On 31 July 2020, Long received an extended determinate sentence of 16 years with an extended licence period of 3 years. Bowers and Cole were sentenced to 13 years detention in a Young Offenders Institution. Concurrent sentences were imposed in respect of the conspiracy to steal (32 months for Long, and 38 months for Bowers and Cole).
THE COURT OF APPEAL
There were three applications before the Court of Appeal:
Bowers and Cole applied for leave to appeal against their convictions of the offence of manslaughter;
The Attorney-General (“AG”) applied for leave to refer the sentences arguing that all three were unduly lenient; and
All three defendants sought leave to appeal their respective sentences.
The criminal records disclosure regime provides information through Disclosure and Barring Service (DBS) certificates to employers about an individual’s criminal record. That information is then used by employers when considering the suitability of applicants for eligible roles or work.
The Order removes the requirement for automatic disclosure of youth cautions, reprimands and warnings and removes the ‘multiple conviction’ rule, which required the automatic disclosure of all convictions where a person has more than one conviction, regardless of the nature of their offence or sentence.
On 29/10/2020, the Court of Appeal dismissed an appeal against an aggravated burglary conviction brought by a teenage victim of human trafficking.
The applicant’s personal circumstances, including as a victim of trafficking, were properly reflected by way of mitigation of sentence. But his culpability and criminality were not extinguished or so diminished as to lead to the conclusion that he would or might not have been prosecuted.
On 21/10/2020, the Court of Appeal ruled that the Home Office’s removal window policy (‘the Policy’) was unlawful. The Policy incorporated an unacceptable risk of interference with the right of access to court by exposing a category of irregular migrants — including those who have claims in respect of their right to life and/or freedom from torture and inhuman or degrading treatment — to the risk of removal without any proper opportunity to challenge a relevant decision in a court or tribunal.
Manning, R. v (Rev 1)  EWCA Crim 592 (30 April 2020) — judgment here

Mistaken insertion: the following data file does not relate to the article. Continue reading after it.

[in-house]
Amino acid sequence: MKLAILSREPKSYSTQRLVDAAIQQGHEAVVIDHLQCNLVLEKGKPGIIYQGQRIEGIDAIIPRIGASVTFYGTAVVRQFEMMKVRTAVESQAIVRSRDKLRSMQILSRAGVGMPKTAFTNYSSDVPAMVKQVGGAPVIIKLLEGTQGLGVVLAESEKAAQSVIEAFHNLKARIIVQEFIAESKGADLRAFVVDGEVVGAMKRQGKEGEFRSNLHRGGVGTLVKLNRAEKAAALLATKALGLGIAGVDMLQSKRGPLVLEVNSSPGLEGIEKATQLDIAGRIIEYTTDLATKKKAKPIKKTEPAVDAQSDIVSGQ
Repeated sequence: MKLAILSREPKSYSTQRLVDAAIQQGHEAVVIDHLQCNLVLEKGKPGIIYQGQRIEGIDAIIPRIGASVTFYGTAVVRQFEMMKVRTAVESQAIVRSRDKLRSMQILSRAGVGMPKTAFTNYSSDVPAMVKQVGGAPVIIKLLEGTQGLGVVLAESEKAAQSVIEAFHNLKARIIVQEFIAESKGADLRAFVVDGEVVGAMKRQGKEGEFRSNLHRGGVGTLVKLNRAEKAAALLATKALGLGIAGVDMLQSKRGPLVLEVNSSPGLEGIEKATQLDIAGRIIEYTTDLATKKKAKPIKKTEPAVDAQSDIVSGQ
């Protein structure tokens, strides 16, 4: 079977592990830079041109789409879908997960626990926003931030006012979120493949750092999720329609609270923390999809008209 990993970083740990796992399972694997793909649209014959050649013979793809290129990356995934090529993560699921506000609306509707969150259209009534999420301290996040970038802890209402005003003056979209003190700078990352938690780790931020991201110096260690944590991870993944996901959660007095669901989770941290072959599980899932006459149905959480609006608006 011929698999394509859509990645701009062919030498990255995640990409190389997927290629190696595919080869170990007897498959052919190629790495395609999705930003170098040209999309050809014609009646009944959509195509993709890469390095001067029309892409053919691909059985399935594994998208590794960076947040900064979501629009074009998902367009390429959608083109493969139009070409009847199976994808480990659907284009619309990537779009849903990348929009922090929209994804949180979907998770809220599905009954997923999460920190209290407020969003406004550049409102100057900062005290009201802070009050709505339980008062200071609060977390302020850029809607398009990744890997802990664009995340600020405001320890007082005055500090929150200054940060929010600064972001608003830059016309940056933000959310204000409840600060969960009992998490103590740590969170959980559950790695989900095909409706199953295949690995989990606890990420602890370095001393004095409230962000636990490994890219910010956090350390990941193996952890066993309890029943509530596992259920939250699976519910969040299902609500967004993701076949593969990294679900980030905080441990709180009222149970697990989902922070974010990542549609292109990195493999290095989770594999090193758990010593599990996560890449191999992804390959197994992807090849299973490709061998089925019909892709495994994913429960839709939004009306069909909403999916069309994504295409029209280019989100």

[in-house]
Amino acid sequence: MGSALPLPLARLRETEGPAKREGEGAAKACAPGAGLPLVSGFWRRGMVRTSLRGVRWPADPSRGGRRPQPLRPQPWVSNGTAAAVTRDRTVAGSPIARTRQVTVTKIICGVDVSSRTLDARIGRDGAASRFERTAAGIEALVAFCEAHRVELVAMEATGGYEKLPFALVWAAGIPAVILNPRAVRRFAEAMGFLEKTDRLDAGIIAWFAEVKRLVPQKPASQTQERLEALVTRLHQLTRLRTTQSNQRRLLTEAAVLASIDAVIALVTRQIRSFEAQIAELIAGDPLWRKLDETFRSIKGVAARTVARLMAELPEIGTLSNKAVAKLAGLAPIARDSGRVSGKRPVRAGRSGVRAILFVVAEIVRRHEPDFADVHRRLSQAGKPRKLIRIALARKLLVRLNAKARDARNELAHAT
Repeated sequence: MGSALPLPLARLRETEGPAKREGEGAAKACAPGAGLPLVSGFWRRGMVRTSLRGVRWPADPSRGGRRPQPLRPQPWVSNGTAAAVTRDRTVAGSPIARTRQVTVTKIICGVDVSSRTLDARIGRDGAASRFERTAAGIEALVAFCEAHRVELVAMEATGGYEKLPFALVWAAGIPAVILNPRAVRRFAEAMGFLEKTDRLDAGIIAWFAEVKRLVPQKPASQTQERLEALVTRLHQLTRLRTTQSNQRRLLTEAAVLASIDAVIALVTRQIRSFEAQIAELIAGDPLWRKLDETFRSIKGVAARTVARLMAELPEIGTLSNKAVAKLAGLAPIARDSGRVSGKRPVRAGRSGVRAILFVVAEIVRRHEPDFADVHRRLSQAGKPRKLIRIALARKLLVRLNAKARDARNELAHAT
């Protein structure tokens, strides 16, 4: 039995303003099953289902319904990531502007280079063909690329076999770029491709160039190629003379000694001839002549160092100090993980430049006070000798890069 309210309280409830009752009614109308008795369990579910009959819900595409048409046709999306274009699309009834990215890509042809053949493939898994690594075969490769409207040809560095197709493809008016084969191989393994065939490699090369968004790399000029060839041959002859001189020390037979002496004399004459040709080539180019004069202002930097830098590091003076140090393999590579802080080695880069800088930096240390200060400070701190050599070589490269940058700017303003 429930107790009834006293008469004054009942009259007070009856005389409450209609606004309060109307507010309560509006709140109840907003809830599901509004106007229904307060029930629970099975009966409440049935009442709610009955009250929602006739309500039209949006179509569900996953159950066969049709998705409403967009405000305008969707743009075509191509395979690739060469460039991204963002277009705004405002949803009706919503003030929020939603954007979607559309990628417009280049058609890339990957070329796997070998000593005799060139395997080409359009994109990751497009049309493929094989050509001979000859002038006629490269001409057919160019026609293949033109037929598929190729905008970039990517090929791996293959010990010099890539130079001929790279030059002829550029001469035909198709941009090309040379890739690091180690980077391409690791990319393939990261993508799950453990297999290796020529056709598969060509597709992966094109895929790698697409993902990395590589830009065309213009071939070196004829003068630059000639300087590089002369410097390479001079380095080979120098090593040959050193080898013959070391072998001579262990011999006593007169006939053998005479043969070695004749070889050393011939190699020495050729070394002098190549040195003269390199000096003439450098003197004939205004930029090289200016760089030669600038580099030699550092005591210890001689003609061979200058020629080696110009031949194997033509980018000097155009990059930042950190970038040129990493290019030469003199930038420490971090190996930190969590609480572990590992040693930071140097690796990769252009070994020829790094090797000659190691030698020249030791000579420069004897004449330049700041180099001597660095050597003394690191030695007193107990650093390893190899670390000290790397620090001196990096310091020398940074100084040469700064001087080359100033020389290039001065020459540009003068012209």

On 30 April 2019, giving the lead judgment in the Court of Appeal, the Lord Chief Justice considered that the impact of a custodial sentence is likely to be heavier during the coronavirus pandemic than it would otherwise be, and that this was a factor that judges and magistrates can and should keep in mind when sentencing.
Notably, the Court of Appeal agreed with the High Court’s view that the scheme does result in landlords discriminating against tenants without British passports on the basis of their actual or perceived nationality. However, the Court held that this discrimination was justified.
headline-grabbing finding on 3rd January
2020 that “ethical veganism is a philosophical belief which qualifies as a
protected belief within the meaning of section 10 of The Equality Act 2010”, Norwich Employment
Tribunal Judge Postle has now provided his full determination.
The judgment was handed down following a preliminary hearing in a matter between the Claimant, Mr Jordi Casamitjana Costa, and his former employer, The League Against Cruel Sports. The facts of the case are set out in more detail in an earlier article from earlier this month.
In short, the Claimant is pursing complaints, inter alia, of indirect discrimination, direct discrimination or harassment and victimisation by reference to his belief in “ethical veganism”. “Ethical veganism”, according to the Vegan Society,it is a philosophy and way of life which
seeks to exclude, as far as is possible and practicable, all forms of exploitation of, and cruelty to, animals for food, clothing or any other purpose.
Casamitjana v The League Against Cruel Sports (judgment pending)
In what multiple commentators have hailed as a landmark legal case, Norwich Employment Tribunal found that the Claimant’s “ethical veganism” is a philosophical belief and therefore a protected characteristic for the purposes of section 10 of the Equality Act 2010 (“s.10”) following a preliminary hearing on 2nd and 3rd January 2020.